Laptop batteries can be one of the most frustrating parts of an older laptop. They only last 15 minutes, or maybe only 2 seconds, perhaps explode, etc. I created this site to try to document and analyze these problems.
The battery consists of a plastic outer case, metal electrical contacts, an inner metal case filled with a chemical and special electrical contacts called electrodes, and lastly, perhaps some control circuitry.
Note that the actual charging circuit is usually part of the laptop mainboard.
• Lithium Ion (LIon)
• Nickel Metal Hydride (NiMH)
Different batteries may have none, some, or all of these circuits.
Overheat protection: A themal sensor and circuit cuts off charging and/or usage if the battery gets too hot.
Over-current / short-circuit protection: Like a circuit breaker, if the current is too high this will cut off the electricity coming from the battery to prevent explosion or fire.
Over-discharge protection: Certain battery chemistries, such as Lithium Ion, will break down if the battery gets discharged below a certain point. This circuit cuts off usage just before this point is reached.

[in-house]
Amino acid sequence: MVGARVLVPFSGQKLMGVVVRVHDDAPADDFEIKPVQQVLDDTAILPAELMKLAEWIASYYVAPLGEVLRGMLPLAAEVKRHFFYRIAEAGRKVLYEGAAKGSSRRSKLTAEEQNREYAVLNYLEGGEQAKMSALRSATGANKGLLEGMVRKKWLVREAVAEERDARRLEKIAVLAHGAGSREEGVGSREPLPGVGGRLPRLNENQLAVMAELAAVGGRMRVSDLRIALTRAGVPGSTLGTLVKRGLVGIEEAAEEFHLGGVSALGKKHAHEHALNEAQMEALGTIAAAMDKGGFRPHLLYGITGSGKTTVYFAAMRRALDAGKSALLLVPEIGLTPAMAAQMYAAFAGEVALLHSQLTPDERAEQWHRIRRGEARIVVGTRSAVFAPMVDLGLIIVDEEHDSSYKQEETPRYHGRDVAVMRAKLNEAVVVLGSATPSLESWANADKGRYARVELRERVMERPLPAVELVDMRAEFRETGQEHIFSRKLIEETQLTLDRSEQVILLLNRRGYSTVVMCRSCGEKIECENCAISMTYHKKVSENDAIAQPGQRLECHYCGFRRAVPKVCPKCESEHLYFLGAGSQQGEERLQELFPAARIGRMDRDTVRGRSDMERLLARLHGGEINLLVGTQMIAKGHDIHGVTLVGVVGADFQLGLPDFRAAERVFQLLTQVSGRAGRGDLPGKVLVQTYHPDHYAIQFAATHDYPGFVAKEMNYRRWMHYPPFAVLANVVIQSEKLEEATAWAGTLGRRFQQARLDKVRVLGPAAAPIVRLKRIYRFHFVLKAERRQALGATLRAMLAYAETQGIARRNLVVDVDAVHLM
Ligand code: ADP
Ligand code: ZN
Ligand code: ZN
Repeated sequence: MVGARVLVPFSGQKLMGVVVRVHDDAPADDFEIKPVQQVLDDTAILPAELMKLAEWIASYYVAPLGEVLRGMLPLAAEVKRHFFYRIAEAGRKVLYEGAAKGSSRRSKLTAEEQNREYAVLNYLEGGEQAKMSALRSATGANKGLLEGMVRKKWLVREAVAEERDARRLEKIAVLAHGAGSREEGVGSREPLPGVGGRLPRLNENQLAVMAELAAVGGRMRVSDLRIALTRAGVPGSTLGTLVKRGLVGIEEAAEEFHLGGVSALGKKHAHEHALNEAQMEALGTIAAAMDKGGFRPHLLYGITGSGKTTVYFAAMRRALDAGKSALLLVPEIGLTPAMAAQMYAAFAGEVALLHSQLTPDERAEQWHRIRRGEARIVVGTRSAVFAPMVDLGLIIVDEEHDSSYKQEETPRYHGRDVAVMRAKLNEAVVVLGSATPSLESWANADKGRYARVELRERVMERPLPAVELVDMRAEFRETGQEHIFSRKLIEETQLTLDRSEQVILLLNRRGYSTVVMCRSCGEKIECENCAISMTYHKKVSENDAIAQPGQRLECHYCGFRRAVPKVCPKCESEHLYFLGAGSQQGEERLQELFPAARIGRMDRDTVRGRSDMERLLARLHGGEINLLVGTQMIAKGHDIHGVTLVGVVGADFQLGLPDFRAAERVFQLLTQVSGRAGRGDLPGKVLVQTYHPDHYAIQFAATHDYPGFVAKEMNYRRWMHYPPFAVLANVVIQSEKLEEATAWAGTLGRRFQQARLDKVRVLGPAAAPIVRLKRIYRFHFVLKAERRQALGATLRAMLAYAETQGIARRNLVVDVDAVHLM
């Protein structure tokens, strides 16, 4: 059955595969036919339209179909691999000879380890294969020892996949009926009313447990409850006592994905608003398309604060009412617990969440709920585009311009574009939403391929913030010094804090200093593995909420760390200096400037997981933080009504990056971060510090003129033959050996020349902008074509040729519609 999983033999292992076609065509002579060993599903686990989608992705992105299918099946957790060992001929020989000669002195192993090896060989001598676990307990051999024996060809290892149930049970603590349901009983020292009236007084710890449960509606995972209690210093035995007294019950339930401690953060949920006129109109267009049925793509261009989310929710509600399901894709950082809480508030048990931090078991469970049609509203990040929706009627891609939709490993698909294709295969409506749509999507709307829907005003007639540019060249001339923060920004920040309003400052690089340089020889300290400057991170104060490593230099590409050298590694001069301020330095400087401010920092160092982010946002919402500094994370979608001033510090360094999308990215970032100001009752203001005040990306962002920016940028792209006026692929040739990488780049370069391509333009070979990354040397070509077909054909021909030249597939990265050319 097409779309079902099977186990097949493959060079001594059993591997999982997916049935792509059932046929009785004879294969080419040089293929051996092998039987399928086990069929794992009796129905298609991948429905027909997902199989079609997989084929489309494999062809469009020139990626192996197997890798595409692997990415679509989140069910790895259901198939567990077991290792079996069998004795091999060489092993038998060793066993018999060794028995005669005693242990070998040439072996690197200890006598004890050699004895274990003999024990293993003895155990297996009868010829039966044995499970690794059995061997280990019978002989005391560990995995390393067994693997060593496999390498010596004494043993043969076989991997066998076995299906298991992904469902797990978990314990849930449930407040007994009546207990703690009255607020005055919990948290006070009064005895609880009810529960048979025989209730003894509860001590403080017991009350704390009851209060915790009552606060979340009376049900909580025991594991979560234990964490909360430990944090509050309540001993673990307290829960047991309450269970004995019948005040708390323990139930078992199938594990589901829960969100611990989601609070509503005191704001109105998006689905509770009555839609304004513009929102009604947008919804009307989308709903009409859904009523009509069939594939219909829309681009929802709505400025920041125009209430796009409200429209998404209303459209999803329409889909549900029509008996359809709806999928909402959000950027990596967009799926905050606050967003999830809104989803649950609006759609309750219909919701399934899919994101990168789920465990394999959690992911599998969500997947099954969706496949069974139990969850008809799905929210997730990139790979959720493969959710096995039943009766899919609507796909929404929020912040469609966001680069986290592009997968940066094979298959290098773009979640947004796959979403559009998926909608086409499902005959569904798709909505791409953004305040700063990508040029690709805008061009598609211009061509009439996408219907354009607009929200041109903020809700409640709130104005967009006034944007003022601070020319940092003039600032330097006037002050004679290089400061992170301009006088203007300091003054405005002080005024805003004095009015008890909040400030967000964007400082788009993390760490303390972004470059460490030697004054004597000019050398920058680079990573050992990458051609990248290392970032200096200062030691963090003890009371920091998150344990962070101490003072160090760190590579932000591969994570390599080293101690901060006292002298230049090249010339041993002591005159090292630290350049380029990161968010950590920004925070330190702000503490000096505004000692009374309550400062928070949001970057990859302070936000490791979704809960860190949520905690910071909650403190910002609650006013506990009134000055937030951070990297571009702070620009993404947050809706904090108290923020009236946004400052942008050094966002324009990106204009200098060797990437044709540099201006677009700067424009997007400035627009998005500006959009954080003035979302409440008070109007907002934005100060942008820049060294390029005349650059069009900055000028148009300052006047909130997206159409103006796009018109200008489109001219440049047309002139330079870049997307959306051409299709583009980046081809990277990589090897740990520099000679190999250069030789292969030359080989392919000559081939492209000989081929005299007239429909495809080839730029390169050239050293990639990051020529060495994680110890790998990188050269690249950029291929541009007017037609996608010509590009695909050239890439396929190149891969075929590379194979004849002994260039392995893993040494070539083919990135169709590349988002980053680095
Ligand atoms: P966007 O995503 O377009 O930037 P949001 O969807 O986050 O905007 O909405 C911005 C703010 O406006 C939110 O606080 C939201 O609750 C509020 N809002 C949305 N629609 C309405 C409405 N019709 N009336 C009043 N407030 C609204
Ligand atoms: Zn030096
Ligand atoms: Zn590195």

Status meter / battery tester: Many modern battery have a button you can push, and a meter of LEDs will show you how charged the battery is.
Sometimes, battery performance can be improved through a process called reconditioning. This is usually a special pattern of charges and discharges designed to get the chemicals back to their original state. I suppose shaking might also be involved, as certain substances may build up near the electrodes inside.
Once fully charged, the charging circuit will not reactivate until after you have used the laptop under battery power. However, the battery slowly drains itself over time. The result is that if you have had the laptop plugged in to the AC for too long, the result will be a dead battery. The solution? Unplug the laptop from the AC for just a minute, and then reconnect. The battery will recharge.
Additionally, when using the battery, the power level detected by Windows when the computer first comes on sometimes is very low, such as 5%, causing Windows to automatically go back into standby. However, by turning it on again, you discover that now the battery is almost fully changed.
By the end of the first year of use, the battery charge ended up only being good enough for 30 seconds of operation. :-/ Warranty service would have been a good idea.
This is not an endorsement of these sites.